Geography, Urban, Environment & Sustainability Studies
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Including the voices of communities in food insecurity research: An empowerment-based agenda for food scholarship
The disempowering manner in which "hungry people" are portrayed in public discourse and the dehumanizing way in which they are treated when they try to provision for themselves demand that scholars create counter frames to subvert the existing portrayal of those experiencing food insecurity. In this paper, we call for a program of research that uses participatory research methodologies to invite, recognize, and represent the voices of people experiencing food insecurity. We argue for an expanded program of food scholarship that places the experiences, needs, and voices of people experiencing food insecurity in the foreground. Such a program is needed in order to better understand the lived reality of food insecurity, how interventions can be designed for communities as partners in research rather than objects of investigation, and how communities can mobilize themselves for broader environmental change.
Lincoln Park Food Access Feasibility Report
The Fair Food Access Campaign in Lincoln Park is a neighborhood-driven effort to address food access issues in the Lincoln Park neighborhood of Duluth. The effort receives agencies support from the Healthy Duluth Area Coalition (HDAC), CHUM, Community Action Duluth and Duluth Local Initiatives Support Corporation (LISC). All partnering agencies work in Lincoln Park and have identified access to fresh, affordable food as a neighborhood priority.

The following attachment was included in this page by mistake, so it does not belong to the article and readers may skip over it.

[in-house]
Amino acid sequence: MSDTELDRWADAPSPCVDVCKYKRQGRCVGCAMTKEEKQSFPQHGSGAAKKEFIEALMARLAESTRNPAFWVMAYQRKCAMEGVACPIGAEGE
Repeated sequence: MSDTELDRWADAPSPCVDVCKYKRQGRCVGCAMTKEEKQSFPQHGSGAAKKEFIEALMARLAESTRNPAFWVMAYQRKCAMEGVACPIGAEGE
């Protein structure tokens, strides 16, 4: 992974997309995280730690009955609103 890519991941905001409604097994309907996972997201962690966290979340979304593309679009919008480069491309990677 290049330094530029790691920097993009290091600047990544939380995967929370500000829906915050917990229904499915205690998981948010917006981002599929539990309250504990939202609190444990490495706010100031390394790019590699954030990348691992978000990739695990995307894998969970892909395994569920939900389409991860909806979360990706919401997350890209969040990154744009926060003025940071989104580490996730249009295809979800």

Fair Food Access Campaign Goals
- Improve food access for the most vulnerable groups (seniors, families with children and people with low-incomes).
- Engage the Lincoln Park neighborhood in creating and leading the food access solutions.
- Use creative approaches to food access – involving producers, consumers and local businesses.
- Explore policy options to help improve accessibility.
With the support of a $25,000 Cause An Effect grant from State Farm Insurance, the Fair Food Access Campaign organized a door-knocking operation that took place July 29 - August 4, 2012. The purpose of the door-knocking effort was to raise neighborhood awareness about the work of the Fair Food Access Campaign and to hear and document neighborhood concerns about food access. The volunteer canvassers knocked on 1,337 doors, spoke to 470 people and ultimately surveyed 346 Lincoln Park residents about the problems they observed accessing healthy and affordable food in the Lincoln Park community. Five community-focused strategies were identified through the survey and subsequent neighborhood meetings.